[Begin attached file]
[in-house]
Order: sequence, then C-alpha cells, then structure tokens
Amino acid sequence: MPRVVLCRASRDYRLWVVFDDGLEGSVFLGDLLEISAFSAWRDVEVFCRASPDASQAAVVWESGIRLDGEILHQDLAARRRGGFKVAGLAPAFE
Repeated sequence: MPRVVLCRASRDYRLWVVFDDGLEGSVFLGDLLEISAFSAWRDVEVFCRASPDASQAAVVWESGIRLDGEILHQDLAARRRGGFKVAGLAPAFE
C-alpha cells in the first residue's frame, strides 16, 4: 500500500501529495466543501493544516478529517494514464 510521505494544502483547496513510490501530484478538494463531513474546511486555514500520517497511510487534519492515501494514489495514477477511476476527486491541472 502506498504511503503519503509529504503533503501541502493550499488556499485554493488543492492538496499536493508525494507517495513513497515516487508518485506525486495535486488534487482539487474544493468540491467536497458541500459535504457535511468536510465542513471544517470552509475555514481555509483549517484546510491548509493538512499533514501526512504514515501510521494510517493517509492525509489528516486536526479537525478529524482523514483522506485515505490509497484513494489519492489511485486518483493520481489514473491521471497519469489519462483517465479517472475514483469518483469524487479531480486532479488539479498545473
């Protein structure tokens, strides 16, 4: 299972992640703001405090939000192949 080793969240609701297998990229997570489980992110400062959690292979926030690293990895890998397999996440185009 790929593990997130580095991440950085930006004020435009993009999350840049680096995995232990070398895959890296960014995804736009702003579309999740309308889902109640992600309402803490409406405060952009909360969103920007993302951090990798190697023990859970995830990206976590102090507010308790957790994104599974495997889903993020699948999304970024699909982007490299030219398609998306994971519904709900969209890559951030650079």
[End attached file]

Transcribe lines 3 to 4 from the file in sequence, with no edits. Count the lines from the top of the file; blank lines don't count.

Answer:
Amino acid sequence: MPRVVLCRASRDYRLWVVFDDGLEGSVFLGDLLEISAFSAWRDVEVFCRASPDASQAAVVWESGIRLDGEILHQDLAARRRGGFKVAGLAPAFE
Repeated sequence: MPRVVLCRASRDYRLWVVFDDGLEGSVFLGDLLEISAFSAWRDVEVFCRASPDASQAAVVWESGIRLDGEILHQDLAARRRGGFKVAGLAPAFE